Who Benefitted from the Routesetting at the Shanghai OQS in Boulder&Lead?

Shanghai showed the effect biases in routesetting can have on the Boulder&Lead format.

Distributions of Boulder and Lead scores from the Shanghai OQS as ridgelines
© Inside Climbing

When the Boulder&Lead format was announced, athletes and fans reacted to it as being biased towards Lead athletes. The argument was that it was easy for a strong lead climber to score high on the lead route, getting 90+ points, while for a boulderer, it is more of a gamble to score over 90 points because sometimes Boulder rounds are won with only two tops. But this hasn’t turned out, and at the Shanghai OQS, it was better to be a Female Boulderer or a Male Lead climber.

Like in other sports like mountain biking and skiing, Boulder and Lead competitions have a new field of play created for athletes to compete in for each competition. And like everything created by humans, there are going to be biases in the setting, from the style of the climbs to the difficulty level across the round.

Competition routesetting is an incredibly hard job, with routesetters working 12+ hour days during the competition to put up the climbs, tweak them for the next round and take them down again for the next round. The fact that they create balanced rounds most of the time is an indicator of how good they are. Yet in the Bouklder&Lead format, they face a new challenge: balancing the difficulty between the disciplines, which will be especially difficult at the Olympics when different teams of routesetters are setting Boulder and Lead.

Ideally, we would want the disciplines to be of equal difficulty to give every athlete a fair chance of scoring points in each round, independent of their discipline preference. But this is unrealistic. The playing field is going to change from competition to competition, just like it does at IFSC World Cups. The Paris 2024 combined format rewards those who are the best-combined athletes. This is a big change from the previous combined format at Tokyo 2020, which rewarded the specialists more due to the multiplicative scoring based on athletes’ ranks.

In this article, we look at who benefited from the biases in the routesetting at the Shanghai OQS. We look at the selection bias created by the imbalances between the disciplines. We finish by looking at whether the routesetting in Shanghai met the expectation the IFSC had for the scoring.

What was the Boulder&Lead scoring system again?

When the new combined Boulder&Lead format was created, the IFSC needed to create a new point scoring system. They decided to create one which rewarded athletes for their performance on each climb instead of their relative performance. The latest version of this system was introduced at the Bern World Championship after test events in Morioka, Japan, and the 2022 European Championship in Munich.

Each round is made up of 4 boulders and 1 lead route, with up to 100 points available in each discipline. Each boulder has three scoring points with the introduction of a second low zone. Athletes score 5 points for the low zone, 10 points for the high zone and 25 points for the top. They lose 0.1 points for each failed attempt.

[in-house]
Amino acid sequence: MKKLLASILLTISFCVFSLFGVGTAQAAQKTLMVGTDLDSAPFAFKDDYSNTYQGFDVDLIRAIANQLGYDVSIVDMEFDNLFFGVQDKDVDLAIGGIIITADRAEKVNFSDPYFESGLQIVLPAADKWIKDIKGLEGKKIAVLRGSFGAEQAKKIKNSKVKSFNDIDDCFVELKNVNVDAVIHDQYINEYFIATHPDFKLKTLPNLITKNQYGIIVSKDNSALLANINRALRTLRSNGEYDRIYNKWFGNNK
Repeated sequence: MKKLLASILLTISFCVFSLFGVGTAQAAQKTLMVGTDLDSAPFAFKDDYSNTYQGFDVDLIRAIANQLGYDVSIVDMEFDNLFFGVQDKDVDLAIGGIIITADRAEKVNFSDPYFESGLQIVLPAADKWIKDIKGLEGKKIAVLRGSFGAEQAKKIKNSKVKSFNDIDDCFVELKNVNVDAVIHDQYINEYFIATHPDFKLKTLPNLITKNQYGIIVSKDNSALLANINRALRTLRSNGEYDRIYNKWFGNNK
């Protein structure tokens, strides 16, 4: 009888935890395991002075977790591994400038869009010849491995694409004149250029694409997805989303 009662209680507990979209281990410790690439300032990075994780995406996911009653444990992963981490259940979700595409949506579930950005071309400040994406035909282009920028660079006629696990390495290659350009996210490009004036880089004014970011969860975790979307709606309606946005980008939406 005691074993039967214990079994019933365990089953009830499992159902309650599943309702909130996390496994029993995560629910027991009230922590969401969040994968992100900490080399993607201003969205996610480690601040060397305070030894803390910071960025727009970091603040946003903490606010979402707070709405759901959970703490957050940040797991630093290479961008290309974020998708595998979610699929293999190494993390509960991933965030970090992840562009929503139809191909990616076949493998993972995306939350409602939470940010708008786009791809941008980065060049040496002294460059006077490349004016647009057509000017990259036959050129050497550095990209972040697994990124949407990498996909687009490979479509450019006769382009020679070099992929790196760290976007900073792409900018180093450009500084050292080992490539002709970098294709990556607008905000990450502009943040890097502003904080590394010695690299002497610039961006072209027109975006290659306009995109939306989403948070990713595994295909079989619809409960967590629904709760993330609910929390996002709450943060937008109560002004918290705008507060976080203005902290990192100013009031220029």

In Lead, athletes get points depending on how high they get on the route. The top 40 holds are scored, with the top 10 worth 4 points each. The 10 below are worth 3 points each, the 10 below are worth 2 points each, and the first 10 scoring holds are worth 1 point each. An athlete’s score is the sum of the holds they reach. If they make forward progress towards the next hold but fall, they are awarded a plus “+” score worth an additional 0.1 points.

The points added together from each discipline give an athlete’s total points for a round.

So far, the highest score any athlete has scored using the scoring system was 199.9 by Oceana Mackenzie in the Oceania Qualifier final round and by Chris Cosser in the African Qualifier semi-final round.

It was better to be a female boulderer or a male Lead climber in Shanghai

It was not difficult to see that it was better to be a good female Boulderer than a Lead climber in Shanghai. Four women topped all 4 boulders in qualification. Another four topped all the boulders in the semi-final, all scoring over 98 points in each. In contrast, no female athlete scored higher than 72 in Lead in either the qualification or semi-final round. For the men, it was harder to see the Lead bias. However, Lee Doyhun and Alberto Ginés López both traded first and second place throughout the competition.

To look deeper, we compare some simple statistics:

  • The top score for each discipline across each round,
  • The range of the scores, the difference between the highest and lowest scores, and
  • The standard deviation, a measure of the variation of scores around the average (mean) score.

A similar top score means that the best athletes in each discipline were able to maximise their points equally. The range and standard deviation look at the spread of scores in different ways, with the range looking at the ends of the distribution while the standard deviation looks at the spread. If each discipline has similar standard deviations, then they will contribute equally to the overall score.

Across all three of these, we see a bias towards Female Boulderers and Male Lead climbers across the rounds.

The top score, range and standard deviation statistics are nearly all higher in female Boulder rounds and male Lead rounds.

The Female final was a lot closer across these statistics. Still, the qualification and semi-final were heavily biased towards boulderers. The statistics in the Male rounds were close in the qualification and semi-finals but diverged in the final. Lead climbers benefited from a hard Boulder round, which Adam Ondra won with only two tops.

You can see this when you look closely at the distribution of female and male competition.

Beeswarm chart of the distribution of scores across male and female climbers. Again female boulderers and male lead climbers have higher scores.